Sallie Mae took cheap money from THE GOVERNMENT, made loans and kept the interest.

Sallie Mae was NOT a free market institution ... it was a SOCIALLY SUBSIDIZED operation.

Fannie Mae and Freddie Mac were private corporations ... they were not government agencies ...


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trops

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« Reply #54 on: March 23, 2010, 10:59:26 pm »

While the cost issues and the types of techniques used to get this bill passed are extremely important, the larger and more significant issue for many Americans who are opposed to the bill is mainly a philosophical one. And whether it is characterized as big government versus small government or individual liberties versus government control of the individual, the issue has more to do with preserving America's great experiment - namely the idea that it is the individual and not the state that is all important. In all of history, that never happened before.  Of course, we are far removed from that original start, and quite honestly it is partly due to the fact that most people, once they are provided with an "entitlement" are loath to give it up.  As for the claim that health care or even education or a nice home is a right -- rights are not something that the government grants to the individual but rather stem from the fact of our very human nature.  And one guideline to distinguishing those unalienable rights from bogus rights is this: you can't claim as a right something that violates another's rights. And rights has a very specific meaning as described in the Declaration of Independence and the US Constitution. Everyone recognizes that you can't steal from another because you would be depriving that person of his/her right to his/her property. But if the government forces one to give up "property" so that it can give it to someone else, lots of folks don't seem to see anything wrong with that. So while most of us would agree that it would be a wonderful thing for everyone to have a nice house, or a nice car, or a great job, etc. once one realizes that if that happens by taking from others by force (which the government can do), then that just cannot be defined as a right.  There are no easy answers here, but the principle of individual liberty versus statism is very clear.  And to those who claim this philosophy leads to totally self absorbed and uncaring people - consider that Americans voluntarily donate the largest amounts to charities and aid to people in need of any people on the planet.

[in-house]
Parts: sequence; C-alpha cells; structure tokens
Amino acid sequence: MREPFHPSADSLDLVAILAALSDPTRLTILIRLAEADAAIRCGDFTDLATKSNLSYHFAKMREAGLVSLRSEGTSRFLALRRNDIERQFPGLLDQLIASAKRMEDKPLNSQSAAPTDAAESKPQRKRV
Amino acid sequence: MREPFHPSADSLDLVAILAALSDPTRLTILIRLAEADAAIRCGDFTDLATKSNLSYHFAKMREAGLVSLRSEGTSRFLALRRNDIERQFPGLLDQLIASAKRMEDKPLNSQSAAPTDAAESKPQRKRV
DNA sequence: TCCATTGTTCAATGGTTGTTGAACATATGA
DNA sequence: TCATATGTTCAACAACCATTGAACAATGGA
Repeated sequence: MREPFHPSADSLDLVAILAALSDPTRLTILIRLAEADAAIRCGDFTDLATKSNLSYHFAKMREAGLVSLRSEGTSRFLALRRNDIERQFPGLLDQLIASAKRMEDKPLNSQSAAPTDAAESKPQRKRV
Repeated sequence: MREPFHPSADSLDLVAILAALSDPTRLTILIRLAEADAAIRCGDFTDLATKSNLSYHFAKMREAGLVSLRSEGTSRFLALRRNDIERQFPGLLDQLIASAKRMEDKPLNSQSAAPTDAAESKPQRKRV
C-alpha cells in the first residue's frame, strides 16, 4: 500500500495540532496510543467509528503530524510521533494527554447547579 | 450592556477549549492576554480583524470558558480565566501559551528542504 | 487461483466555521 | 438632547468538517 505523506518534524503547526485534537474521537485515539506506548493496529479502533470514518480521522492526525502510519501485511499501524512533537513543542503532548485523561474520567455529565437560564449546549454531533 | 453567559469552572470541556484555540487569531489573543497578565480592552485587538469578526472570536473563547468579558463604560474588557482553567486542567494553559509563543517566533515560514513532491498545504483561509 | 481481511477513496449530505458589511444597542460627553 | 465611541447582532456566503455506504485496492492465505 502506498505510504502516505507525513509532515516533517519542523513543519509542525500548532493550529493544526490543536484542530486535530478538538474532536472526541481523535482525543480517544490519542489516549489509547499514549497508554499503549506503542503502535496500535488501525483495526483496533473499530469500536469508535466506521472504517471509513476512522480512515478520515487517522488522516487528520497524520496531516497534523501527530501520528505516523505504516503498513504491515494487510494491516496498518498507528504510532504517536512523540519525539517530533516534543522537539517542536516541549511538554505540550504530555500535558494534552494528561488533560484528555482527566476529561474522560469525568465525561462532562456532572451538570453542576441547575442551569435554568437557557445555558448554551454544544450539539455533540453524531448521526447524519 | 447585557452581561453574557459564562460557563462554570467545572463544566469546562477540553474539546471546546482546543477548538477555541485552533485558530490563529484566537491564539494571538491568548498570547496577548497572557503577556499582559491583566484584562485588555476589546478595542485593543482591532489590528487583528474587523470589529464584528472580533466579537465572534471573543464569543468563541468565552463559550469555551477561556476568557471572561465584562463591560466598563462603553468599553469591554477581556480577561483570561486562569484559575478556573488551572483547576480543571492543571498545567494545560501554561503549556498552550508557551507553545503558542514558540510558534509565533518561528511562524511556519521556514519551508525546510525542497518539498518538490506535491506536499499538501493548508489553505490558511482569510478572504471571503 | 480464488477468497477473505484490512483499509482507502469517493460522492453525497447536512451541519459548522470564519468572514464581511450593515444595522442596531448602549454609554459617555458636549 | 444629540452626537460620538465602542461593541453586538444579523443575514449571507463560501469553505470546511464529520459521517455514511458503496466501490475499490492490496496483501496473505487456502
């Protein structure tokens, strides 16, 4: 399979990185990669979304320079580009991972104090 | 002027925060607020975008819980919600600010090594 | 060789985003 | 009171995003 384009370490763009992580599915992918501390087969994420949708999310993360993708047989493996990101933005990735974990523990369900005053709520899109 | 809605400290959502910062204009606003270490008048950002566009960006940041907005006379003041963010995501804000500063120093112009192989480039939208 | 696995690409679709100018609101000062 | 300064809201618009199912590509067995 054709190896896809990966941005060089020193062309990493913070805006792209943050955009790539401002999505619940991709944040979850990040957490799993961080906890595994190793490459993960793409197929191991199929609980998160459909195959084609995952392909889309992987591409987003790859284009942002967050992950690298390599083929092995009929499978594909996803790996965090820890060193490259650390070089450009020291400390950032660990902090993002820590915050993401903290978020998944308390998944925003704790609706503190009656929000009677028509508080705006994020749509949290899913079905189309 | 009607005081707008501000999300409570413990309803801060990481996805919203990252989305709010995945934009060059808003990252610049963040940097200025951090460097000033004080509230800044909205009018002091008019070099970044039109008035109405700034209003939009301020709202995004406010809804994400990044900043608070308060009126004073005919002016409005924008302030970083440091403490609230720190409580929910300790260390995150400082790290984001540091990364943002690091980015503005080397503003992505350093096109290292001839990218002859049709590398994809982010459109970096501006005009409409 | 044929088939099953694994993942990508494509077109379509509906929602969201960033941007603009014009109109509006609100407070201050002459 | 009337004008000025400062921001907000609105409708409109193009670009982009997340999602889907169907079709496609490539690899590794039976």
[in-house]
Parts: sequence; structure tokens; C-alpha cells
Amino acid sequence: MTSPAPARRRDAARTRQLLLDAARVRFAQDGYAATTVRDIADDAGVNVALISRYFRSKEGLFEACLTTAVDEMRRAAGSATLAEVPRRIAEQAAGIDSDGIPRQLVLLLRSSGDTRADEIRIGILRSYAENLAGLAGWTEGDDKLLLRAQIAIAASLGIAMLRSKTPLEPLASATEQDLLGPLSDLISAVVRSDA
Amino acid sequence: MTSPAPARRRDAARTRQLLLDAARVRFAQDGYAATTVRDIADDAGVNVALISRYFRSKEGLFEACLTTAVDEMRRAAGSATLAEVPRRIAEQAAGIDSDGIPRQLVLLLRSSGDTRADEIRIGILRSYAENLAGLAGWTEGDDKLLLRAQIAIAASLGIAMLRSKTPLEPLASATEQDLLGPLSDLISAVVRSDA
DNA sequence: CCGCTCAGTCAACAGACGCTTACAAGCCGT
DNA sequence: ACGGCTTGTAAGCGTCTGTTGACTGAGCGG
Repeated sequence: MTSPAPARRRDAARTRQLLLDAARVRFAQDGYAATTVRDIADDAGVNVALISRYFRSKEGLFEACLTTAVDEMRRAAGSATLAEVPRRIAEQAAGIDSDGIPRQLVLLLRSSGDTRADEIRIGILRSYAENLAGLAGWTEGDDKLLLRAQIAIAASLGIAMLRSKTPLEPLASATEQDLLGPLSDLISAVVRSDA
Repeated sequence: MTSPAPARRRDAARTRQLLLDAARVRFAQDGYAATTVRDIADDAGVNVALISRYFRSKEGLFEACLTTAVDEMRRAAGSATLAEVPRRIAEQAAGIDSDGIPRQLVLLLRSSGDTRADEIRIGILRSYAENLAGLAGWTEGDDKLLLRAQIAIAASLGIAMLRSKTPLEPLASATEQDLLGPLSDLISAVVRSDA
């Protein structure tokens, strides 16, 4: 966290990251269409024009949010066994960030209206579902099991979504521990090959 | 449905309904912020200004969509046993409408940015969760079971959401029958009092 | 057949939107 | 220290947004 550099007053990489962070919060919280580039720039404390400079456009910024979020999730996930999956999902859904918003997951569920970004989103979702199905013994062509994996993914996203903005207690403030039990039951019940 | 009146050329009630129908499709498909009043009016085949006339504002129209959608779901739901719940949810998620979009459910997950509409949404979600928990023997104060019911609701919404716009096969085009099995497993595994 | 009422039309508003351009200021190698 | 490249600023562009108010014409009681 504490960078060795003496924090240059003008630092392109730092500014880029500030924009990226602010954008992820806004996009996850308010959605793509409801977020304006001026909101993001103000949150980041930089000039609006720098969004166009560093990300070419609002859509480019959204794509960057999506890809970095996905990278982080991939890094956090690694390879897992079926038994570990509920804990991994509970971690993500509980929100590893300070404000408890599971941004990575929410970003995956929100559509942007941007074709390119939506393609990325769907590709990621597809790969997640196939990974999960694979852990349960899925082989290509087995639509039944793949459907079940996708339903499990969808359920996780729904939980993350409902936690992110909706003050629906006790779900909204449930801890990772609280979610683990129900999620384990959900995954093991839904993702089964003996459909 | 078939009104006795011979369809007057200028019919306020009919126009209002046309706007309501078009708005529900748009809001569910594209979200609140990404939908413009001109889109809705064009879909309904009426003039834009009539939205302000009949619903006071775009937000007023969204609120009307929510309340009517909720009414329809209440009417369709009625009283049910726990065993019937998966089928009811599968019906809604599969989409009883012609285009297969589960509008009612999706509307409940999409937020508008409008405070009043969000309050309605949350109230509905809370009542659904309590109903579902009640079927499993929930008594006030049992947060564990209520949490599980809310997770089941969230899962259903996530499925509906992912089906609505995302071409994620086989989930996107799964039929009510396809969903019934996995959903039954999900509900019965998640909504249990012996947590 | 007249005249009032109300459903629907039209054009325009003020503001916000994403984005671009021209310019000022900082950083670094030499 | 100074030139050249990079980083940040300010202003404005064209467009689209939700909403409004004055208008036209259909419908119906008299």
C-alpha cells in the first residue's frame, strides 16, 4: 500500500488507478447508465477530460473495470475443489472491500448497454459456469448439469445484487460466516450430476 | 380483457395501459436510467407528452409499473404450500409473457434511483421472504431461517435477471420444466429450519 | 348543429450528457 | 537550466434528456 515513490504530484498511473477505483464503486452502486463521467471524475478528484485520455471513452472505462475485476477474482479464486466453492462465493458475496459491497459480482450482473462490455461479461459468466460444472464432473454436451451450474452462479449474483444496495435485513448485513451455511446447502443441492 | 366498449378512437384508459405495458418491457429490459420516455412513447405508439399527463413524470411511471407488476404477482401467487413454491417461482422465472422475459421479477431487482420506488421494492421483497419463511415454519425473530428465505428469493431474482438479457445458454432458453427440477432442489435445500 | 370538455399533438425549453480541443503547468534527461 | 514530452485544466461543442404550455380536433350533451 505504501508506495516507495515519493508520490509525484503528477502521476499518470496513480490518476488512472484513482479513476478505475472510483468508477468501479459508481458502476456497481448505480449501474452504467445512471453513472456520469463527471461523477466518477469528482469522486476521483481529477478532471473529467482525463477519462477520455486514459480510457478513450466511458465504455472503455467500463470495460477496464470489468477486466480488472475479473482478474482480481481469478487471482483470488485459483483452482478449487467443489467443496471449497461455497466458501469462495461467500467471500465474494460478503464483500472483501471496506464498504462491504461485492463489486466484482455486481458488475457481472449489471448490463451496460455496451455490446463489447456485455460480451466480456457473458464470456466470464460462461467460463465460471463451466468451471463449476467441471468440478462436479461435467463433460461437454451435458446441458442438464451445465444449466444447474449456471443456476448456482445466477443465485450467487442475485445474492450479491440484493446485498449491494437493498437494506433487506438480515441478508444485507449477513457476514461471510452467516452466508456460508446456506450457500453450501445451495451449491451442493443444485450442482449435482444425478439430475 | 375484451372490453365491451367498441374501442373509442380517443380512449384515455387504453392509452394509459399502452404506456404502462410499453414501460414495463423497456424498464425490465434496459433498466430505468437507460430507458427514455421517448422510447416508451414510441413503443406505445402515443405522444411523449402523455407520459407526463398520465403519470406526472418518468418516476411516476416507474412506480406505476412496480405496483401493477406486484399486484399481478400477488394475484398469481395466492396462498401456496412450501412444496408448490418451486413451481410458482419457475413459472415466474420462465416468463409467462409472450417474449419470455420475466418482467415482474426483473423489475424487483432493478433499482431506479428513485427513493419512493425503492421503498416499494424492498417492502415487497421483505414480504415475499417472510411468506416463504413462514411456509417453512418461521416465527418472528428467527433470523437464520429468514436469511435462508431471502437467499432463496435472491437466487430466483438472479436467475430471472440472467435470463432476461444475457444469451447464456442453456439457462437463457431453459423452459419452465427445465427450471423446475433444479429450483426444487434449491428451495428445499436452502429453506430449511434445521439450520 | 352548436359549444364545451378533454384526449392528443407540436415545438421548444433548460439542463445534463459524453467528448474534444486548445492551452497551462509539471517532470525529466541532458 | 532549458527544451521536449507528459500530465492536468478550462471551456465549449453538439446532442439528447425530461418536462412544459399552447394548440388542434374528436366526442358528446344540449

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Jeremy Payne

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Big day for the US
« Reply #55 on: March 23, 2010, 10:59:37 pm »

Quote from: jasonrandolph
Jeremy, you really need to read the news, and I'm not talking about Fox News.  Read the European papers.  It was reported in February that the Chinese and Japanese are cutting back on buying our bonds.

The US Government has no problems raising funds ... none whatsoever.  We borrow at 3.7% for 10 years.

What do you pay to borrow unsecured for 10 years?  

If we were in as bad shape as you say, why would people continue to lend us their hard earned savings for 3.7% a year?